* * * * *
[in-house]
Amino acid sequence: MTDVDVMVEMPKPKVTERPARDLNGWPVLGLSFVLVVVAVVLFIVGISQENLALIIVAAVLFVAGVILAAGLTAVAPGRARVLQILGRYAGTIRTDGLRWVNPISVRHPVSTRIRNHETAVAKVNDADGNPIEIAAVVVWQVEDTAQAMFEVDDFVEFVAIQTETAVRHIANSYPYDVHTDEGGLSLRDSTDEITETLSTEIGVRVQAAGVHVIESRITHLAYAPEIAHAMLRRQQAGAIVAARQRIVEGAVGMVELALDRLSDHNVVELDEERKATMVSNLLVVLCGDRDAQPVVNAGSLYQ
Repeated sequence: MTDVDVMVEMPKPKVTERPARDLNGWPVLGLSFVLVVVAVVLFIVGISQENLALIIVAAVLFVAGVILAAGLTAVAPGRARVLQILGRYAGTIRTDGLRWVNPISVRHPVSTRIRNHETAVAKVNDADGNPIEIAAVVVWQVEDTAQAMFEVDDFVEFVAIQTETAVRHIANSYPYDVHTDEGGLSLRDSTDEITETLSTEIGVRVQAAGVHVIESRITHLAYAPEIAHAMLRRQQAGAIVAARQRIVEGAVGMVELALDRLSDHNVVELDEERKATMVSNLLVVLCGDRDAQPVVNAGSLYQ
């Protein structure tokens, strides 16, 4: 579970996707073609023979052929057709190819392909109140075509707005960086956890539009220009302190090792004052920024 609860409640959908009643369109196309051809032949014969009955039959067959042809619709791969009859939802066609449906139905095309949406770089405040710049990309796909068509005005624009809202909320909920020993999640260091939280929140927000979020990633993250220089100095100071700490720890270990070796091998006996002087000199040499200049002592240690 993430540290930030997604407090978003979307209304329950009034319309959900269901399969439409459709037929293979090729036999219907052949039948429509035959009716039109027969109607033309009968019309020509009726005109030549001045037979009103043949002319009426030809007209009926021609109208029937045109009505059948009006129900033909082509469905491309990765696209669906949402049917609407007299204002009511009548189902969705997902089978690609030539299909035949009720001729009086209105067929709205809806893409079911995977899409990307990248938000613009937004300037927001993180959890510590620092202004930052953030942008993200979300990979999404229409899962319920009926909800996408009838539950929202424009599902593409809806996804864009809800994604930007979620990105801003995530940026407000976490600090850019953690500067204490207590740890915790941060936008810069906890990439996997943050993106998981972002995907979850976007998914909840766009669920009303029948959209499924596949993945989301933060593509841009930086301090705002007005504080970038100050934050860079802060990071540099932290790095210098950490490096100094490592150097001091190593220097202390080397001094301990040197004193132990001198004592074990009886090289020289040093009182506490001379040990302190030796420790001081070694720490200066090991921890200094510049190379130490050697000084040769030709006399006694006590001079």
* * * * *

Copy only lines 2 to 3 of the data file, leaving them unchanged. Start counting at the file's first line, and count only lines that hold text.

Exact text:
Amino acid sequence: MTDVDVMVEMPKPKVTERPARDLNGWPVLGLSFVLVVVAVVLFIVGISQENLALIIVAAVLFVAGVILAAGLTAVAPGRARVLQILGRYAGTIRTDGLRWVNPISVRHPVSTRIRNHETAVAKVNDADGNPIEIAAVVVWQVEDTAQAMFEVDDFVEFVAIQTETAVRHIANSYPYDVHTDEGGLSLRDSTDEITETLSTEIGVRVQAAGVHVIESRITHLAYAPEIAHAMLRRQQAGAIVAARQRIVEGAVGMVELALDRLSDHNVVELDEERKATMVSNLLVVLCGDRDAQPVVNAGSLYQ
Repeated sequence: MTDVDVMVEMPKPKVTERPARDLNGWPVLGLSFVLVVVAVVLFIVGISQENLALIIVAAVLFVAGVILAAGLTAVAPGRARVLQILGRYAGTIRTDGLRWVNPISVRHPVSTRIRNHETAVAKVNDADGNPIEIAAVVVWQVEDTAQAMFEVDDFVEFVAIQTETAVRHIANSYPYDVHTDEGGLSLRDSTDEITETLSTEIGVRVQAAGVHVIESRITHLAYAPEIAHAMLRRQQAGAIVAARQRIVEGAVGMVELALDRLSDHNVVELDEERKATMVSNLLVVLCGDRDAQPVVNAGSLYQ